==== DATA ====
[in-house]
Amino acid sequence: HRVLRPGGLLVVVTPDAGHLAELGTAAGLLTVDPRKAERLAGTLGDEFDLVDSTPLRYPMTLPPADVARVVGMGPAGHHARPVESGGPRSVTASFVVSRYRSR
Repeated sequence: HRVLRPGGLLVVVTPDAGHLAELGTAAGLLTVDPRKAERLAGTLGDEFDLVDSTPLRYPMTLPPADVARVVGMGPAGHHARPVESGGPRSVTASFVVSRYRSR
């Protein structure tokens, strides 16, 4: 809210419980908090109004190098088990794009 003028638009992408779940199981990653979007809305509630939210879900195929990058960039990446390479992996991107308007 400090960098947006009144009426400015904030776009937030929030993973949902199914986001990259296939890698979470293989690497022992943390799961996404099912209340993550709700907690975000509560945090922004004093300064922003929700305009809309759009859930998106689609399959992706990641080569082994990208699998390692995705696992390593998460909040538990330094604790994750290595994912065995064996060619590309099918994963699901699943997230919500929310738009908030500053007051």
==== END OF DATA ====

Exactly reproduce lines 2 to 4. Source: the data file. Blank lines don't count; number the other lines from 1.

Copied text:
Amino acid sequence: HRVLRPGGLLVVVTPDAGHLAELGTAAGLLTVDPRKAERLAGTLGDEFDLVDSTPLRYPMTLPPADVARVVGMGPAGHHARPVESGGPRSVTASFVVSRYRSR
Repeated sequence: HRVLRPGGLLVVVTPDAGHLAELGTAAGLLTVDPRKAERLAGTLGDEFDLVDSTPLRYPMTLPPADVARVVGMGPAGHHARPVESGGPRSVTASFVVSRYRSR
């Protein structure tokens, strides 16, 4: 809210419980908090109004190098088990794009 003028638009992408779940199981990653979007809305509630939210879900195929990058960039990446390479992996991107308007 400090960098947006009144009426400015904030776009937030929030993973949902199914986001990259296939890698979470293989690497022992943390799961996404099912209340993550709700907690975000509560945090922004004093300064922003929700305009809309759009859930998106689609399959992706990641080569082994990208699998390692995705696992390593998460909040538990330094604790994750290595994912065995064996060619590309099918994963699901699943997230919500929310738009908030500053007051």